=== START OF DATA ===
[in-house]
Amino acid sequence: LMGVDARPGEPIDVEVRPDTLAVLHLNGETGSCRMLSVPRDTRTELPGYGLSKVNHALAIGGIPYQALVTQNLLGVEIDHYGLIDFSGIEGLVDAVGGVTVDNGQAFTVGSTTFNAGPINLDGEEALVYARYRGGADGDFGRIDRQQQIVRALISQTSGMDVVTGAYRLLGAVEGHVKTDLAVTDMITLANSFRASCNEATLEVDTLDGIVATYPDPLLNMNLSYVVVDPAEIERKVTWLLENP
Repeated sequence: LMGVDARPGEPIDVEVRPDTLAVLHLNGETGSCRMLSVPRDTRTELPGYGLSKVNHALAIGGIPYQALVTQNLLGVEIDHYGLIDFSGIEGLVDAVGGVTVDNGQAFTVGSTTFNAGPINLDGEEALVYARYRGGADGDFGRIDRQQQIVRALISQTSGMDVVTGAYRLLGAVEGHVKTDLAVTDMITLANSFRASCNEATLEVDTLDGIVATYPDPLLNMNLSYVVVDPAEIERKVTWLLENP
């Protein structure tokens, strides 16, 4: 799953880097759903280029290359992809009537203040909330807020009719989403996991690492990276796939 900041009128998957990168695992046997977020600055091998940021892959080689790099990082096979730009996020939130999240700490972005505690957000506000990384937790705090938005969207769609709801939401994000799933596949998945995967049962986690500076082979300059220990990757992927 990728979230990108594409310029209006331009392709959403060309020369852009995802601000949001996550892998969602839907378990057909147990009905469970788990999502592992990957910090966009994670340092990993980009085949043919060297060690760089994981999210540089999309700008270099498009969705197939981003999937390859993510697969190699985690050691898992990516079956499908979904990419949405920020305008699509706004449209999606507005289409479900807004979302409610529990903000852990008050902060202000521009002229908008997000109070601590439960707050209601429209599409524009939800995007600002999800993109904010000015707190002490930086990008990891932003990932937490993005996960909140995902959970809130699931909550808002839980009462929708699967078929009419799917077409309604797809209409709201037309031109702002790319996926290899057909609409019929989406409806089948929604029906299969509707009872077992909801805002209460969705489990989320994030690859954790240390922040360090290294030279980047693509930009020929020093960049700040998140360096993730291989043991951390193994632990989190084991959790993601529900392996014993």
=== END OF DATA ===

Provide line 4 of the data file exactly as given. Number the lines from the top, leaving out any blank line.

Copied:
């Protein structure tokens, strides 16, 4: 799953880097759903280029290359992809009537203040909330807020009719989403996991690492990276796939 900041009128998957990168695992046997977020600055091998940021892959080689790099990082096979730009996020939130999240700490972005505690957000506000990384937790705090938005969207769609709801939401994000799933596949998945995967049962986690500076082979300059220990990757992927 990728979230990108594409310029209006331009392709959403060309020369852009995802601000949001996550892998969602839907378990057909147990009905469970788990999502592992990957910090966009994670340092990993980009085949043919060297060690760089994981999210540089999309700008270099498009969705197939981003999937390859993510697969190699985690050691898992990516079956499908979904990419949405920020305008699509706004449209999606507005289409479900807004979302409610529990903000852990008050902060202000521009002229908008997000109070601590439960707050209601429209599409524009939800995007600002999800993109904010000015707190002490930086990008990891932003990932937490993005996960909140995902959970809130699931909550808002839980009462929708699967078929009419799917077409309604797809209409709201037309031109702002790319996926290899057909609409019929989406409806089948929604029906299969509707009872077992909801805002209460969705489990989320994030690859954790240390922040360090290294030279980047693509930009020929020093960049700040998140360096993730291989043991951390193994632990989190084991959790993601529900392996014993």